Our return trip back up the lake was pretty exciting for some of us and a learning curve for others as we 'surfed 'our way back to another hassle free portage back to camp at Hot Water Beach. Thanks to Dave and Adian for the muscle power getting kayaks in and out.
Day 3.Wanting to miss the westerly winds out on the main lake we once again set off at 9.00 for our short paddle to Tarawera Outlet our next camp site.
Everyone was holding their breath as we got closer to the entrance of the calm bay, expecting to see white caps but we were in luck and headed around the eastern corner into calm waters with a slight tail wind. Adian used his sail and i dont think he actually made may paddle strokes in that 9km paddle. As we arrived at the Outlet the weather changed and we had to deal with crashing waves as we landed on the shore. The forecast westerly had arrived but we were safe at camp. Later in the afternoon we walked down to view Tarawera falls.
Day 4. We had decided to leave an hour earlier this morning to avoid the head wind, that we expected to pick up as it had the day before, but it actually didn't seem to stop blowing all night so we were discussed our options. Pam decided to hitch a ride back on a fishing boat, while the others continued with the plan to head off at 8.00 into what we thought would be a hard head wind. Nature was with us once again and as we paddled along the shore the wind and waves got less and the sun shone more so we ended paddling back on glassy waters, and after a short break at Humpheries bay we arrived back at Boat Shed bay at 12.
I had a great 4days - Thanks Dave, Karen, Pam, Erin and Adian for joining me :)
 
Thanks to BOP leader Sandy Clark for arranging the trip, great feeback from the others about the trip. Well done.
 
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Beehive Island

Well we (8 of us) finally we knocked the b…. off. The fourth trip plan came to fruition.  The group’s first dilemma was whether to cover the arms in sunscreen or a paddle jacket. The sunny day clouded over but after a visit to the restored Copper mine and  a quick blast up South Cove we arrived to our Hauraki Gulf paradise – Beehive Island. The sand was white, the water blue, the birds in abundance and the Austins tried to set the scene a bit more by bringing a pineapple. We all had a lovely relax and a walk around the island (takes approx 5 minutes). We must have slept through the predicted ‘variable 5 knots’ and instead had a good workout back to Martins Bay. We will have to have another trip when the water is warm as well as blue!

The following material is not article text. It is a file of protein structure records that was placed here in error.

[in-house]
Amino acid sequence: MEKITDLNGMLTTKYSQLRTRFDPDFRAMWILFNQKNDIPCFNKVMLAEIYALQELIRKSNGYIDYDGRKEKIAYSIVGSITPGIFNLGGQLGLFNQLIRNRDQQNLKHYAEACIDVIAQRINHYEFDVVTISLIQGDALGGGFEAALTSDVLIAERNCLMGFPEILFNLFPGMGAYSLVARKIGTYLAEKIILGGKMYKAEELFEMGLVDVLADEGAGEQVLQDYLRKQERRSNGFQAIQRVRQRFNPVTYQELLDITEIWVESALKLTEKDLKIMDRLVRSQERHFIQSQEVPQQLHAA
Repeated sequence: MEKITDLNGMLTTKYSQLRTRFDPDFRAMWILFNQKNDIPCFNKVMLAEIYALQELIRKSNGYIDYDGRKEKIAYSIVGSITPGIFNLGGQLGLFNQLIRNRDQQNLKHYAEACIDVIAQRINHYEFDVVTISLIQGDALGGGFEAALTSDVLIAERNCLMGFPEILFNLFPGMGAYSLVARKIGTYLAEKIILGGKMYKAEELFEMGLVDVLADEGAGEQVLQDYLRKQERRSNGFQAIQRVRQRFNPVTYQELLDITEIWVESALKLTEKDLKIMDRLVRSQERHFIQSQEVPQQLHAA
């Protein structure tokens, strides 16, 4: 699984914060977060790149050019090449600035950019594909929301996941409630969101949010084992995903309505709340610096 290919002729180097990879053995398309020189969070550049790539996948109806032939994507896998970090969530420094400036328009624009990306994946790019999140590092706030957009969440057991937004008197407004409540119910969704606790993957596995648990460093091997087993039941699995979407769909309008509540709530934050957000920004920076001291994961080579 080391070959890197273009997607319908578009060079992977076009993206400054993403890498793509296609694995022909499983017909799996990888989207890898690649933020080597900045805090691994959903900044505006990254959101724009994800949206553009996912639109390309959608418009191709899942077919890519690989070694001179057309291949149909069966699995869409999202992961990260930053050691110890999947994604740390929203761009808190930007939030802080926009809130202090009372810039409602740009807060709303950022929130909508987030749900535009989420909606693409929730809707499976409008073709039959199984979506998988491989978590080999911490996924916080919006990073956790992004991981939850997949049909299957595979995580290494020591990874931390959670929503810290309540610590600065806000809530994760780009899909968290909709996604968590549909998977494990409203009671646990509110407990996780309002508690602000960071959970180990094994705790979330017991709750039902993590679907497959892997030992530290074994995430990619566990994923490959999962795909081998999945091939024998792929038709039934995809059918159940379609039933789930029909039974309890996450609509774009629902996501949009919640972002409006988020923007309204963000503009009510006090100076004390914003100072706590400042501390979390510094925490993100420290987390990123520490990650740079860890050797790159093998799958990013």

Photos...
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Waiheke Island Circumnavigation

As we, Andrea, Cary, Martin and Shaun, were preparing to leave St Heliers mid afternoon on the Friday, light rain and poor visibility made us question our motives. Without being able to see Rangitoto we headed off to Motatapu Island and after two hours paddling with a light south easterly we arrived Home Bay on high tide. After a damp night, we left Home Bay reasonably early knowing that we had a big day ahead of us and took advantage of the outgoing high tide to assist us across the channel between Home Bay and the north western end of the Waiheke Island coastline. We were making good progress towards Thompsons Point at the eastern end of Onetangi Bay, when low and behold we were surrounded by a pod of playful dolphins that played either side of Andrea’s kayak - a sight that we will never forget.